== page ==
Things are not always what they seem.
Once when we drove along Carmel's scenic coast, I spied a brown sea otter. Excited, I told my family.
We simultaneously realized the "otter" was a large piece of brown seaweed bobbing up and down in the Pacific Ocean.
Now, whenever I say I see a sea otter or a seal, my family teases me: "Are you sure it isn't seaweed?"
I chuckle, and insist it really is, whatever I say it is. And I look twice before I speak.
What do you see in the photo below?
I see a slate colored seal on a gray and ivory mottled rock with brown seaweed.
Sometimes I can see a situation or a person, but I forget to see with God's eyes. When I look at a person with only my eyes, I forget to see through God's eyes of love and grace.
When I rely only on my vision, I may miss the truth about a person or a situation.
This past Saturday, I blew it. I became irritated because I wanted to be on time to an event. My family did not share my sense of urgency.
Our daughter shared how my "nervous energy" (her words) affected her. My husband pointed out we had enough time.
My heart heard them, and I felt remorse.
The funny thing is I prayed* for God to show me where I needed to change. He answered in less than an hour.
Sigh. Yes. Apparently my prayer was a rush order.
If you sincerely pray for God to show you where you need to change, He will honor your desire.
God showed me what was underneath my irritation and fear of being late. When I was a child, a certain person would often get very agitated, and anxious about being on time.
I realized I was letting my inner child control my emotional state instead of God's Spirit and the calmer adult me.
What I saw was truth: if we were a little late, the world was not going to end. It really wasn't a big deal in life's big ocean.
Unlike us, God never looks at a person as an impediment or a means to a goal. He sees each person as unique and worthy of love and respect. (Want to tweet?)
The truth is my relationship with my family is infinitely more important than being on time.
I apologized to my family. They forgave me. We left on time, but more significant, my family felt loved by me.
God looks beyond outward behavior to our soul's inner workings, the real engine driving our actions.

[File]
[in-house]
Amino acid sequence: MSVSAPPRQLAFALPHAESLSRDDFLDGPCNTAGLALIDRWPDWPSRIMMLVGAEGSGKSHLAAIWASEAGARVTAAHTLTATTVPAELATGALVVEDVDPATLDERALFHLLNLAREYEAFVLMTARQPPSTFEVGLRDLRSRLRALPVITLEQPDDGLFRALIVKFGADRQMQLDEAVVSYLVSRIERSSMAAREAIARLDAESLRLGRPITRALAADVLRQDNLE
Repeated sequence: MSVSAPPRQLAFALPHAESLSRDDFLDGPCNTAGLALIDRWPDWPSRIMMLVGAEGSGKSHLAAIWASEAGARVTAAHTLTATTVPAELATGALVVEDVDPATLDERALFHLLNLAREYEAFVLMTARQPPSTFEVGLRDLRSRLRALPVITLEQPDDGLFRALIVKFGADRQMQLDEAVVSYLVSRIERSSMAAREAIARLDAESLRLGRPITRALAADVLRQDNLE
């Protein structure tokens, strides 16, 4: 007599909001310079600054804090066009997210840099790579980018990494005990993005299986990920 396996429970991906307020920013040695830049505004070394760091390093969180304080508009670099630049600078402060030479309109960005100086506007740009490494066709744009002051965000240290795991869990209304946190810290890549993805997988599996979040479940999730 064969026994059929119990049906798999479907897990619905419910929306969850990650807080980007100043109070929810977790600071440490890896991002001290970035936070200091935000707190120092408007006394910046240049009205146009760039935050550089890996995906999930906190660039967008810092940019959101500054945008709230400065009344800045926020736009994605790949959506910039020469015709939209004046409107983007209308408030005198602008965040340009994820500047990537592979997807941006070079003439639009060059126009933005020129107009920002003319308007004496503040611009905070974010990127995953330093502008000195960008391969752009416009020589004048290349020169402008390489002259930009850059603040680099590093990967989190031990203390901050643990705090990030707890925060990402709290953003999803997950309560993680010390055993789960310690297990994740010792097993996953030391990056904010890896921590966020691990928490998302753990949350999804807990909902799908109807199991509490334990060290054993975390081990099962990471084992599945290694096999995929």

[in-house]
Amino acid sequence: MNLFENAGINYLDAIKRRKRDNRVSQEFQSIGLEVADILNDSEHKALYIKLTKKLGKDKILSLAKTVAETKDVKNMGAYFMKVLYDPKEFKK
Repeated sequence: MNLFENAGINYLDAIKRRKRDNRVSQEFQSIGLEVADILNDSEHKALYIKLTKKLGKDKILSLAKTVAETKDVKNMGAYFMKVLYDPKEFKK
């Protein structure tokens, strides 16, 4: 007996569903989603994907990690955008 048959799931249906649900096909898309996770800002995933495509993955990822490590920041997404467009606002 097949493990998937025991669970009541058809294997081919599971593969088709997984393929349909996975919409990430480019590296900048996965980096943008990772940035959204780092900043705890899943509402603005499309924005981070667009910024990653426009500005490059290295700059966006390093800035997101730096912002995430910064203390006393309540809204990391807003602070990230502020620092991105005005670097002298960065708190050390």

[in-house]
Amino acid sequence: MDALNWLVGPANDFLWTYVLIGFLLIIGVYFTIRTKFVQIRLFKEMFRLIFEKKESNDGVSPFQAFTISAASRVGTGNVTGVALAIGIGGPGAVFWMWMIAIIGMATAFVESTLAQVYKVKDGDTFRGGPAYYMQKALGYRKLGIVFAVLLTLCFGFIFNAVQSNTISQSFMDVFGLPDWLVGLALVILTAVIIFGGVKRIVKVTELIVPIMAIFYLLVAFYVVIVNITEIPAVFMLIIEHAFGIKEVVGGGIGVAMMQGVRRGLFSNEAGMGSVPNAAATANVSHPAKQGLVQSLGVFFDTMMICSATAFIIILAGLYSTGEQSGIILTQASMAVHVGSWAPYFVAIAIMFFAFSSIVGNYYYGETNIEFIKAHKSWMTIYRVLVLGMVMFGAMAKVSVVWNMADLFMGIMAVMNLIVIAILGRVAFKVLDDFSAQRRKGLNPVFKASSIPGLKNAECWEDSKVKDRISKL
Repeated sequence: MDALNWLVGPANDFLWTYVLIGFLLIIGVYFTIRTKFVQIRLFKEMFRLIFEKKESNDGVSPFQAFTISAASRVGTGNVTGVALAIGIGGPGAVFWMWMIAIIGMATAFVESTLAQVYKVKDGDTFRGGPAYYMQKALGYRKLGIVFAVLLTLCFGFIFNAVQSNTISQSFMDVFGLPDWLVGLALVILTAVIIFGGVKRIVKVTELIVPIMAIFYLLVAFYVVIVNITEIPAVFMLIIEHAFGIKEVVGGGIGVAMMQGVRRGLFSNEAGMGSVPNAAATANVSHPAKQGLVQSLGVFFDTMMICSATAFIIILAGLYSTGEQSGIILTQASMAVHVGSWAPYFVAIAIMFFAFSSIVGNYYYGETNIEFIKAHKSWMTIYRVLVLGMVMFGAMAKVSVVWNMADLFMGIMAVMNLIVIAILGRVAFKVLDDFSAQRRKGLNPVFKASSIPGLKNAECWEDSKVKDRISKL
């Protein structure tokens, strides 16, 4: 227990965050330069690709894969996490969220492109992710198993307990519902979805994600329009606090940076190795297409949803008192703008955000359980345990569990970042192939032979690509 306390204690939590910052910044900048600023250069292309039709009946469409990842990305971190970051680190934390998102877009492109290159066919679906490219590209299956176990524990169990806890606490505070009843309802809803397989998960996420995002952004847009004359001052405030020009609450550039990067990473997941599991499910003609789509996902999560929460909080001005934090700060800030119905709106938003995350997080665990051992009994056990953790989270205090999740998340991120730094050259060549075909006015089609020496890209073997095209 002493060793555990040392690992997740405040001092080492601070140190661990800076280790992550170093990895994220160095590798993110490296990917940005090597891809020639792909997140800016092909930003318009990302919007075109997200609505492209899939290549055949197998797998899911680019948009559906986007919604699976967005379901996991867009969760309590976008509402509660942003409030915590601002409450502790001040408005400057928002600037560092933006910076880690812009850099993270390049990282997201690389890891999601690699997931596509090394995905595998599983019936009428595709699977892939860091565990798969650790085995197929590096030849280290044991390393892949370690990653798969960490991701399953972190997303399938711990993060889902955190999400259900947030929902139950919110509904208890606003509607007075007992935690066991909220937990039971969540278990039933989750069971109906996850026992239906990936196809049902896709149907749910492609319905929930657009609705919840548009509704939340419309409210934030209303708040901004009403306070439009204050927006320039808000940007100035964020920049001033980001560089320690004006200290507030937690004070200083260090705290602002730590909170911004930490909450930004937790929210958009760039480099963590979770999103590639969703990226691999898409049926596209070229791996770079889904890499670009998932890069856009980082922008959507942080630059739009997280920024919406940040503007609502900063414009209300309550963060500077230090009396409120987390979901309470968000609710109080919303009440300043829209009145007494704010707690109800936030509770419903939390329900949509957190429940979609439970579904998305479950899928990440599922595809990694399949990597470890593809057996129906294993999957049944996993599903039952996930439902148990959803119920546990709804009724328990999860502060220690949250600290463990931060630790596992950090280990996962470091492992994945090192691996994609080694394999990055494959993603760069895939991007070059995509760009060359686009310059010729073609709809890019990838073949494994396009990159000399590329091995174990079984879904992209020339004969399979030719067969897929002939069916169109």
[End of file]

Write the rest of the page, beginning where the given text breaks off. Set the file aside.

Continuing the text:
God wants to heal the broken parts of our soul.
When we see ourselves and others with God's eyes, we will look beyond the obvious outward signs.
Sometimes the person I misjudge is myself.
Some of us may have grown up without unconditional love, and we struggle to receive God's nonperformance-based love. We fight to live in the freedom and truth of our identity as God's beloved.
Our own brokenness blinds us to our own faults, and sometimes to the faults of others, in an unhealthy codependent way.
Sometimes we fail to see our own beauty or another's loveliness underneath a cranky exterior.
We need new eyes.
I constantly ask God to help me see with His eyes. To see beneath the surface behavior, yours or mine, and understand more is present than what is visible.
None of us can see all the emotional scars someone carries. We can't see some of the physical struggles others have.
Some disabilities are obvious, but some are hidden, such as chronic fatigue.
It is hard work to see beyond the surface of one's life, or another person's life. It takes time. But it is necessary for compassion, not control, to reign.
How do we learn to be more compassionate?
By slowing down, and being honest with God about what we are feeling. Uncensored.
By listening to how God uses our bodies to speak to us. The chest tightening. The exhaustion.
When I slow down, take note of what I am feeling, and talk to God about it, He surprises me with His compassion.
God is more compassionate than most of us know.
If we open our hearts to His compassion, He will give us compassion for others and for ourselves (2 Cor. 1:2-4). As we learn to be kind to ourselves, we also learn to be kind to others.
It doesn't mean we don't speak the truth in love when necessary.
It just means we only do it when it is needed and not because we are annoyed.
When we see another/ourselves with compassion, we will truly see with God's eyes.
* This is what I prayed:
"LORD Jesus, give my heart eyes to see and ears to hear the ways I need to change. May I be more deeply, radically, and powerfully transformed for your name's sake. Amen."
Prayer by Peter Scazzero, The Daily Office: Remembering God's Presence Throughout the Day, p. 57.
What helps you to really see someone?
When has God opened your eyes to see a situation differently? Open my eyes with your words.
P.S. I like how the concept of empathy is expressed in a video based on David Foster Wallace's 2005 commencement address at Kenyon College.
Linking with these lovely communities:
Sweet and gifted friend Laura Boggess,
Linking with encouraging and talented friend Jennifer Dukes Lee,
and the amazing Jen